Ever wonder what those markings on the side of your tires are? The ones that say for example, P235/45R17. Those little numbers and letters molded into the tires carry quite an amount of information. There are other markings in the tires and we’ll take a quick look at them as well.

Let us use the example above, P235/45R17:

  1. The first letter ‘P’ stands for Passenger cars. There are other variations such as LT (for Light Truck) and may be used for SUVs and similarly sized vehicles.
  2. The ‘235’ refers to the width of the tire in millimeters. This is the contact patch between the rim and the road. As a side not, if you are into the whole car tuning scene, you will see people trying to get the widest possible tires on their rims.
  3. The ’45’ stands for the ratio of the height to the width of the tire. In simpler terms, it just means the height of the tire is 45% its width. Once again in the tuning scene, you’ll come across people with a tire ratio of 30 or even 25… they are referred to as rubber-band tires or low profile tires!
  4. The ‘R’ stands for Radial. This refers to how to tire has been constructed. There are other variations such as ‘B’ for Bias Belt and ‘D’ for Diagonal (or Bias Ply) but these are not in use anymore.
  5. The ’17’ refers to the size of the rim (diameter in inches) the tire is meant for. In this case it means the tire is for a vehicle that has 17 inch rims. Tires and rims usually go from 13″ to over 30″!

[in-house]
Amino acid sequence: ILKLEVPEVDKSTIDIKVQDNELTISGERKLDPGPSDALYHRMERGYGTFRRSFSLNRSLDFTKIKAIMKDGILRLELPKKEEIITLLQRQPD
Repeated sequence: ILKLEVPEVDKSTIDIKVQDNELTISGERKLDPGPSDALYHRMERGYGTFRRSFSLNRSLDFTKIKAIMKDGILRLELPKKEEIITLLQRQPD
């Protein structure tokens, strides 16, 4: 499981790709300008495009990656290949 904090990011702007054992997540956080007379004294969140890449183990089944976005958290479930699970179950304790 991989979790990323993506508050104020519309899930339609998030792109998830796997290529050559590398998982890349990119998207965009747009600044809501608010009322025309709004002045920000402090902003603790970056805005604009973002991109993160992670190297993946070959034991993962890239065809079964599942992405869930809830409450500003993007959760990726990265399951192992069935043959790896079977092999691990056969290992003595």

You may also see other markings like 85H and M+S. These refer to the load index, speed rating and the conditions you can use the tire in.
  1. Load Index: This refers to the maximum weight that can be applied to the tire. The number is a code and refers to a weight. For e.g. ’85’ corresponds to a maximum load of 515kg or 1140lbs. There are several others such as 65, 70, 90 etc. that all refer to corresponding weights.
  2. Speed Rating: This refers to the maximum speed the tire can be used for. Once again the letter is a code. In our case, the ‘H’ rating corresponds to 130mph or 210km/h. There are several other codes depending on the maximum speed like ‘V’, ‘Z’, ‘Y’ etc.
  3. M+S refers to Mud and Snow. These tires are usually meant for all weather conditions and can be used as such. Depending on where you live they may or may not be the standard tires used by most dealerships.
There are several other markings on the tires that pertain to the temperature, treadwear and traction grades, country of production etc. but we feel the topics discussed above should give you the right amount of information for your next tire purchase or replacement!

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